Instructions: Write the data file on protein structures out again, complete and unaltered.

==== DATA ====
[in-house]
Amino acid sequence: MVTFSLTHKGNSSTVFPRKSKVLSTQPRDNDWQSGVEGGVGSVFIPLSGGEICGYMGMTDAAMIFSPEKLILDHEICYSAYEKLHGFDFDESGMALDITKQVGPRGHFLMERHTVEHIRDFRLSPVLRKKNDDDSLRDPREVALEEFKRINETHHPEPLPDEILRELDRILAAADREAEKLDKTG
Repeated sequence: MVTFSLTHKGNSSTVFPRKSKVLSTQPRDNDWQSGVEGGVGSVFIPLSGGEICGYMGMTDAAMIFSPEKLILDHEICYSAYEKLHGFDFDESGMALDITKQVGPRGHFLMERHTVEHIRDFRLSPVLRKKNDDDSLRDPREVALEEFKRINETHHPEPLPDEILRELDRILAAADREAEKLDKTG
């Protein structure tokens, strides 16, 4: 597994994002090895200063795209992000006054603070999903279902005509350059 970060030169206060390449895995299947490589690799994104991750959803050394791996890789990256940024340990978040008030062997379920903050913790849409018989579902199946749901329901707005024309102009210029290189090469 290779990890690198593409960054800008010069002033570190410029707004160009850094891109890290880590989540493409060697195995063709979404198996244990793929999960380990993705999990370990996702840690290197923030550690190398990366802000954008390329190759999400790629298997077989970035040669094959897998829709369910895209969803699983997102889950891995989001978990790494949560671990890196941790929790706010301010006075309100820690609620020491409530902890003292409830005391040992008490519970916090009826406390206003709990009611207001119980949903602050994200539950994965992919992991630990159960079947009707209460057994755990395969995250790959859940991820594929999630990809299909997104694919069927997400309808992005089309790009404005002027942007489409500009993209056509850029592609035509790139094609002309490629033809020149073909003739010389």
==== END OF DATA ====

[in-house]
Amino acid sequence: MVTFSLTHKGNSSTVFPRKSKVLSTQPRDNDWQSGVEGGVGSVFIPLSGGEICGYMGMTDAAMIFSPEKLILDHEICYSAYEKLHGFDFDESGMALDITKQVGPRGHFLMERHTVEHIRDFRLSPVLRKKNDDDSLRDPREVALEEFKRINETHHPEPLPDEILRELDRILAAADREAEKLDKTG
Repeated sequence: MVTFSLTHKGNSSTVFPRKSKVLSTQPRDNDWQSGVEGGVGSVFIPLSGGEICGYMGMTDAAMIFSPEKLILDHEICYSAYEKLHGFDFDESGMALDITKQVGPRGHFLMERHTVEHIRDFRLSPVLRKKNDDDSLRDPREVALEEFKRINETHHPEPLPDEILRELDRILAAADREAEKLDKTG
């Protein structure tokens, strides 16, 4: 597994994002090895200063795209992000006054603070999903279902005509350059 970060030169206060390449895995299947490589690799994104991750959803050394791996890789990256940024340990978040008030062997379920903050913790849409018989579902199946749901329901707005024309102009210029290189090469 290779990890690198593409960054800008010069002033570190410029707004160009850094891109890290880590989540493409060697195995063709979404198996244990793929999960380990993705999990370990996702840690290197923030550690190398990366802000954008390329190759999400790629298997077989970035040669094959897998829709369910895209969803699983997102889950891995989001978990790494949560671990890196941790929790706010301010006075309100820690609620020491409530902890003292409830005391040992008490519970916090009826406390206003709990009611207001119980949903602050994200539950994965992919992991630990159960079947009707209460057994755990395969995250790959859940991820594929999630990809299909997104694919069927997400309808992005089309790009404005002027942007489409500009993209056509850029592609035509790139094609002309490629033809020149073909003739010389």